Enough to keep me thinking. To keep me stimulated. Maybe over-stimulated.

Having ideas isn't always good.

Having ideas isn't always good, but I can't stop walking and when I go out for a walk I get lots of ideas.

Christine the "German Tourist" is no help. No help on the large issue, logistics, which she says is the Big Critical Factor in all her travels. Nothing. No help on the "how to" part — how to get around all of Europe and the U.S. without a fixed home if in fact she does not have one, or her own transportation.

Cam Honan — same deal. The guy is all over and back and beyond but how does he do it? No clue. Not a single peep. Not a chirp, squeak, or twitter about it.

Sweetpea and Beardoh? Nope.

Ultrapedestrian? Nada. Don't bother even looking.

Blanks all over. "I went here and did this and it took six or eight or twelve months and next I'm going over there." But how? Backpacking trips are relatively easy compared to preparing for them and recovering after. What's hard is the big emptiness between them, when you have to be hanging out somewhere thinking and buying and getting mail and piling your goods on the floor and making repairs and laying out maps and just living.

Still clueless, I.

Whatever. Almost time for lunch. Maybe my kitty friend will be there napping in the shrubbery today. The cat knows things. My friend on the ground. We can talk.

I hope.




German Tourist aka Christine

Beardoh & Sweetpea

Cam Honan

UltraPedestrian blog

UltraPedestrian site

Hertz — Probably the best place to look for a used car. The New York area has the widest selection but there are locations all over.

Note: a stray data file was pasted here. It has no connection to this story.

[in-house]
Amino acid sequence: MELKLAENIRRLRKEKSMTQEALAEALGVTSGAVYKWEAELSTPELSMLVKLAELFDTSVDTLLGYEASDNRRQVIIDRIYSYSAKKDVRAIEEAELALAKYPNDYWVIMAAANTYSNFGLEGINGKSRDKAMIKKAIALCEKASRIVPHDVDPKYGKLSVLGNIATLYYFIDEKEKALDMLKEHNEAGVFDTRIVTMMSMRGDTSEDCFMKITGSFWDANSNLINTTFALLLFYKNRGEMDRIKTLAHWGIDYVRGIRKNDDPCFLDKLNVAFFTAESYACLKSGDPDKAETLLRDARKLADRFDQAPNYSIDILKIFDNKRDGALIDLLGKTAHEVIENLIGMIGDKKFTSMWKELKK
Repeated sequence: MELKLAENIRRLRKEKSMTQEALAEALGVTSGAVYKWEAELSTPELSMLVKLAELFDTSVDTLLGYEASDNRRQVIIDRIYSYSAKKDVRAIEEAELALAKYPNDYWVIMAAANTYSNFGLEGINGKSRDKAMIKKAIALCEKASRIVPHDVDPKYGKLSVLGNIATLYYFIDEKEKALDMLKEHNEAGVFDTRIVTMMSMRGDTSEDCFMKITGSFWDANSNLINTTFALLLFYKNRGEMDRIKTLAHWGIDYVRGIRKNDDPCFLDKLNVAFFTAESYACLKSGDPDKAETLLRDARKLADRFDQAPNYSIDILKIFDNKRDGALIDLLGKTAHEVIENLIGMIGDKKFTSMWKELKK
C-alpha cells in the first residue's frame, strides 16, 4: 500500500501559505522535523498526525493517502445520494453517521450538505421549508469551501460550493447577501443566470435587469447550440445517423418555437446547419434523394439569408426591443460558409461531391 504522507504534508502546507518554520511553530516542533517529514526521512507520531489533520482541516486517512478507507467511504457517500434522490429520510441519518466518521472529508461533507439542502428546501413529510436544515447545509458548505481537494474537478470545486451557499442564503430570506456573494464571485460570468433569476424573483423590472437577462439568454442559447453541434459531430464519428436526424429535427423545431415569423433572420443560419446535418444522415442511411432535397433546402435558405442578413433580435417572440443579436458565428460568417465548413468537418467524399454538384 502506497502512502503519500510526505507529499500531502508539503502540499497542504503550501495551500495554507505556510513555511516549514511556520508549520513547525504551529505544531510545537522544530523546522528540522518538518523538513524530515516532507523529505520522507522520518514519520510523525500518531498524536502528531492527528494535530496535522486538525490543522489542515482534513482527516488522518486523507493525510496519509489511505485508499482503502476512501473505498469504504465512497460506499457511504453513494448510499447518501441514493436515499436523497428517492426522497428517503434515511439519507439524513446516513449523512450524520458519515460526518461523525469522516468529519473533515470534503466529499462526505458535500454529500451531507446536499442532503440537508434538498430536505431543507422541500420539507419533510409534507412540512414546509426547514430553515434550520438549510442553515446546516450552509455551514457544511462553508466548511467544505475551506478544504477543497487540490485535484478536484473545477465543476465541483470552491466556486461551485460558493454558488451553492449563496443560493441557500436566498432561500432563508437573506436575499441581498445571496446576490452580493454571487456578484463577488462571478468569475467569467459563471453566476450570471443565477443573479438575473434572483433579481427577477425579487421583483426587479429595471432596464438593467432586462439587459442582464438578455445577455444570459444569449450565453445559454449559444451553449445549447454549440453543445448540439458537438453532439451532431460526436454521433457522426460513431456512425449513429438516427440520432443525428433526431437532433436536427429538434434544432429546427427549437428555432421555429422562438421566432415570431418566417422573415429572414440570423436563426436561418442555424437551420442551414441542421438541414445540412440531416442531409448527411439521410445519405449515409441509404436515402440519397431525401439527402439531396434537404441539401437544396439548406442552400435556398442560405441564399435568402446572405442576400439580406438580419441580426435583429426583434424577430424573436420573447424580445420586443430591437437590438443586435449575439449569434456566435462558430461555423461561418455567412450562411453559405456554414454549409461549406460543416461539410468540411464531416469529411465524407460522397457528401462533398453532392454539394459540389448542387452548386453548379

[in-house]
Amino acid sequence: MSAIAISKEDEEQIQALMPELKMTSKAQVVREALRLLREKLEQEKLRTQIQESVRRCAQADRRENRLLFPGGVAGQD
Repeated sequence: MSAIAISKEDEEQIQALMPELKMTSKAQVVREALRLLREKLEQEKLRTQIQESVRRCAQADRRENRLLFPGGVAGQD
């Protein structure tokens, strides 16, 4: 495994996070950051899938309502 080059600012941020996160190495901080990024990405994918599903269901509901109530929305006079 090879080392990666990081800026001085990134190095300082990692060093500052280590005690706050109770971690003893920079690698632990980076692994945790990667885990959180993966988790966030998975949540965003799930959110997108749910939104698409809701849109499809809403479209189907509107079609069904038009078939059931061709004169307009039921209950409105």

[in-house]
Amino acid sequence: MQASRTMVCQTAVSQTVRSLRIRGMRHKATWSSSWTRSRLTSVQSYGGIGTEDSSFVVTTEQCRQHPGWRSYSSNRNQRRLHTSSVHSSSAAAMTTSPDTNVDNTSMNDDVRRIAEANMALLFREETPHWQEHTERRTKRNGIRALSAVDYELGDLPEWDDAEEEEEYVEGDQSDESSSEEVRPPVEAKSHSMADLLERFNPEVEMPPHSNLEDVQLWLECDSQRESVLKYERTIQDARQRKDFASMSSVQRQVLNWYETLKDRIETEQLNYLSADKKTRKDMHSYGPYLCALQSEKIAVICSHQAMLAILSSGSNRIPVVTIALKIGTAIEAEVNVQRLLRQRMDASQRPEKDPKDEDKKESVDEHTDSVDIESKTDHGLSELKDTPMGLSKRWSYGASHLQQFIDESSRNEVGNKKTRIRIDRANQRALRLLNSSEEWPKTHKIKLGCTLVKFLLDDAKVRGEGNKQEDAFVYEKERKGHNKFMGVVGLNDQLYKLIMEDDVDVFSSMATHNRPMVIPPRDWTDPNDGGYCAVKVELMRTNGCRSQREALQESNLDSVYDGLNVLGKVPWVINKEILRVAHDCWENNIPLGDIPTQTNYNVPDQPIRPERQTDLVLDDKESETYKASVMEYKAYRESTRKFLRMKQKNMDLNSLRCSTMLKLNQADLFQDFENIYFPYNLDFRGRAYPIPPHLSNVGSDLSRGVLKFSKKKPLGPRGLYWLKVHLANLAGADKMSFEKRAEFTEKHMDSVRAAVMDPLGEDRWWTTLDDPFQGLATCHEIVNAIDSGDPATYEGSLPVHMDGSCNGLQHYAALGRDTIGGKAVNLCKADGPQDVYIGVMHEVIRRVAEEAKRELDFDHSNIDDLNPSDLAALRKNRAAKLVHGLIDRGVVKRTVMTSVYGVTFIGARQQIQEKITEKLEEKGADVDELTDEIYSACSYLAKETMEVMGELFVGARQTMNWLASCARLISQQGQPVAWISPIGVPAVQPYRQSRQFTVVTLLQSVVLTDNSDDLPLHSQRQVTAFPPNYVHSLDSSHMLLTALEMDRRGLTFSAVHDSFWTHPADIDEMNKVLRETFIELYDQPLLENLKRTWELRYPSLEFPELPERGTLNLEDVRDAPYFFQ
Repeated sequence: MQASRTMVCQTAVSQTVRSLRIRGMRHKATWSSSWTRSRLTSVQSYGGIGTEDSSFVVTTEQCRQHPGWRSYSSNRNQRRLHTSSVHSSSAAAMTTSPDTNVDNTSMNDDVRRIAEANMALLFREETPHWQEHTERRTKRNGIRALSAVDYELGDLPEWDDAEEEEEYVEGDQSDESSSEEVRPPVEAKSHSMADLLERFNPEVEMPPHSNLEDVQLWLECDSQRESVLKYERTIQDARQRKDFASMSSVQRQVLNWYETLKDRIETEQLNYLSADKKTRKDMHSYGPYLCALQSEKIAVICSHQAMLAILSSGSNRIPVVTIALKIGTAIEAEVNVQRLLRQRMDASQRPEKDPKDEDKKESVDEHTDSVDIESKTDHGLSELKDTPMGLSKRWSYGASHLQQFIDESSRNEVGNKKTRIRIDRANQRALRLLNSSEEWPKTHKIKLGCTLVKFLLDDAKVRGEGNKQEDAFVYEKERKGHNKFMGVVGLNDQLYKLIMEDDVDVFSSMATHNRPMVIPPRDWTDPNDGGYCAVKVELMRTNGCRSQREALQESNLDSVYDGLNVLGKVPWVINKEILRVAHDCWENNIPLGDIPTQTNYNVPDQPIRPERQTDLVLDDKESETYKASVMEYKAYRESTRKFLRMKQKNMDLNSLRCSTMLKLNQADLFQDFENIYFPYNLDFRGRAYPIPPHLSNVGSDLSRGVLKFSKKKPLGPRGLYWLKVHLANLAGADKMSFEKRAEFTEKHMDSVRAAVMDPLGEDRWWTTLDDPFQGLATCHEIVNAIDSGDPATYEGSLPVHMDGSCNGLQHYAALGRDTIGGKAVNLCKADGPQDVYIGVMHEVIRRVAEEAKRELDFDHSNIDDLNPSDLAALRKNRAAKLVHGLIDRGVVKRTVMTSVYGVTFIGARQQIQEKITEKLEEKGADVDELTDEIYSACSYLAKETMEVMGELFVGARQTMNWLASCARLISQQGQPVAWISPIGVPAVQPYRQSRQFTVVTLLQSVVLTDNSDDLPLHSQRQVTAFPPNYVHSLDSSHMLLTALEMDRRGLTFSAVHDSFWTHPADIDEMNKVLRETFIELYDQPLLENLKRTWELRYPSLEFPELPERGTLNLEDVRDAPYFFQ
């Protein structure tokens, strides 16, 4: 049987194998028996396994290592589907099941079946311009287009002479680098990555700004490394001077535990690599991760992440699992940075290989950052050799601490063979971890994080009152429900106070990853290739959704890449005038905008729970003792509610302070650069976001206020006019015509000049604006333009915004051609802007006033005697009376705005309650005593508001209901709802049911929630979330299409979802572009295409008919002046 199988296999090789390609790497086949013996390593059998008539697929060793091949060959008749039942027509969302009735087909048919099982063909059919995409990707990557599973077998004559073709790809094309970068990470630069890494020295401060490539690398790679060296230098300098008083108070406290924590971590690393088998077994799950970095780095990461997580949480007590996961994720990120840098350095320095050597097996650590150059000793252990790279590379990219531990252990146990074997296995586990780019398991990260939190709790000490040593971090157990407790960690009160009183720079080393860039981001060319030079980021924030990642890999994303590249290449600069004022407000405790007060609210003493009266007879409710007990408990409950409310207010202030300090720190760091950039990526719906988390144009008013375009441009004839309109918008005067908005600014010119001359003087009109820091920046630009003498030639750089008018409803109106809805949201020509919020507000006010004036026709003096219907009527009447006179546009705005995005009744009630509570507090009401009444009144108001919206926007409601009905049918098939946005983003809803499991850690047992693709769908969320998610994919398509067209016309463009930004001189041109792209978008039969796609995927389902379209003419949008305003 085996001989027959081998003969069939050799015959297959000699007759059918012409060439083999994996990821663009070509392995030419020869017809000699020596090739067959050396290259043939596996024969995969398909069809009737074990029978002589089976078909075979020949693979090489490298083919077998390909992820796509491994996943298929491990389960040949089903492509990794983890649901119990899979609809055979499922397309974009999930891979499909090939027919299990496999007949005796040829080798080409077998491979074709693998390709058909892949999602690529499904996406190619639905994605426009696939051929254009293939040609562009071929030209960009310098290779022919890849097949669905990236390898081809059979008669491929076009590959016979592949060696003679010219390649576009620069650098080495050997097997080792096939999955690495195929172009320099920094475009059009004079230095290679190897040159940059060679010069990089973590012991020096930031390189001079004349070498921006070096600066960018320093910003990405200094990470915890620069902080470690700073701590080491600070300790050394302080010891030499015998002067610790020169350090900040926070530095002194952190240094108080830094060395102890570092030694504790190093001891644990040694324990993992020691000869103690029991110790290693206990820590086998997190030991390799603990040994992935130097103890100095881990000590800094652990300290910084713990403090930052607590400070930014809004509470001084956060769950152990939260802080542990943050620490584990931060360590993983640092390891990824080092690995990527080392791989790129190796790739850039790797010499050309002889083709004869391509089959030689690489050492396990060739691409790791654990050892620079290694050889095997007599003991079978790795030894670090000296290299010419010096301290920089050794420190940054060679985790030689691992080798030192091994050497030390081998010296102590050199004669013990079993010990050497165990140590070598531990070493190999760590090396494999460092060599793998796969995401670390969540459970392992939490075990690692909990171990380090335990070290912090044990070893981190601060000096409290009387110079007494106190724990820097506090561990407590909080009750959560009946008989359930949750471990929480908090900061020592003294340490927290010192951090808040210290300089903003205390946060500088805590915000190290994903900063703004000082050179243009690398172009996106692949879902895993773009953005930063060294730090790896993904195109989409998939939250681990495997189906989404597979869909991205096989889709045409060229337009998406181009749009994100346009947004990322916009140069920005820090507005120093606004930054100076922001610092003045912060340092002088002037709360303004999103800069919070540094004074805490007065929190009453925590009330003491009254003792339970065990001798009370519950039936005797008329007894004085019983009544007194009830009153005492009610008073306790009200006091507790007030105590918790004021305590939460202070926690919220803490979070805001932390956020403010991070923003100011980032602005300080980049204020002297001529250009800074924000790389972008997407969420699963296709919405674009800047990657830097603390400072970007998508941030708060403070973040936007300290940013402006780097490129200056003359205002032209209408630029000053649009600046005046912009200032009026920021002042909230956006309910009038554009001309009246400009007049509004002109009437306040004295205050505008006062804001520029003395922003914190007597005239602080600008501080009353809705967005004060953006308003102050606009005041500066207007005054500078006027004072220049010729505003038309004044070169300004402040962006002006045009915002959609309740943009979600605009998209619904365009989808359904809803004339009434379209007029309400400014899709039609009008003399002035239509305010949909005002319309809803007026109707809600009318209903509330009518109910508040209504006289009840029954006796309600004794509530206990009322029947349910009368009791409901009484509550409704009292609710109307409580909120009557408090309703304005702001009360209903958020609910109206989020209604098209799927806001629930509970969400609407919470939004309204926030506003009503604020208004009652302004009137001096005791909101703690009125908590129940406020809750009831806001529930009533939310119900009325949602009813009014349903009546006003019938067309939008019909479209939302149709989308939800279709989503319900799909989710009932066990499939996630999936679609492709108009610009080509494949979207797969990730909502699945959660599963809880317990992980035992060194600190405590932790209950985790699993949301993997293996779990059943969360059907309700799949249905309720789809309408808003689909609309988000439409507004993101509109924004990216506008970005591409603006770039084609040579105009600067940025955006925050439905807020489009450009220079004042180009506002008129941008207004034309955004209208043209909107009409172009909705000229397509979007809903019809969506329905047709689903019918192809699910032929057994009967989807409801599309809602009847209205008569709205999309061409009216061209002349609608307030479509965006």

A few thoughts on how not to effitup like I did:

  • Have a definite set of plans, with realistic goals.
  • Have a schedule.
  • Have the right, tested equipment.
  • Know where you're going and what it will be like when you get there.
  • Know other people and stay connected to them.
  • Ease into it, and readjust as needed early on.
  • Have a real home you can return to and live in, or, if not, then
  • Have a vehicle that holds everything so you can travel untethered.
  • Have contingency plans and bailout options.
  • Be prepared for each season and the changeover from one to the next.
  • Have a decent setup for package delivery and mail forwarding to wherever you'll be.


And...I've got mail! How about that?


Matt S. 1:31 AM (6 hours ago)

Living between backpacking trips...

It's easy when you're connected. No getting bored when wife or kids want every last minute you'll give them. Leaves a LOT less room for backpacking.

Transportation ideas:

The NV200 idea isn't bad. Rather than buying new, get a friend (or random internet dude that won't stop pestering you via email) to pick one up for you. Ahead of the trip. There are plenty of options: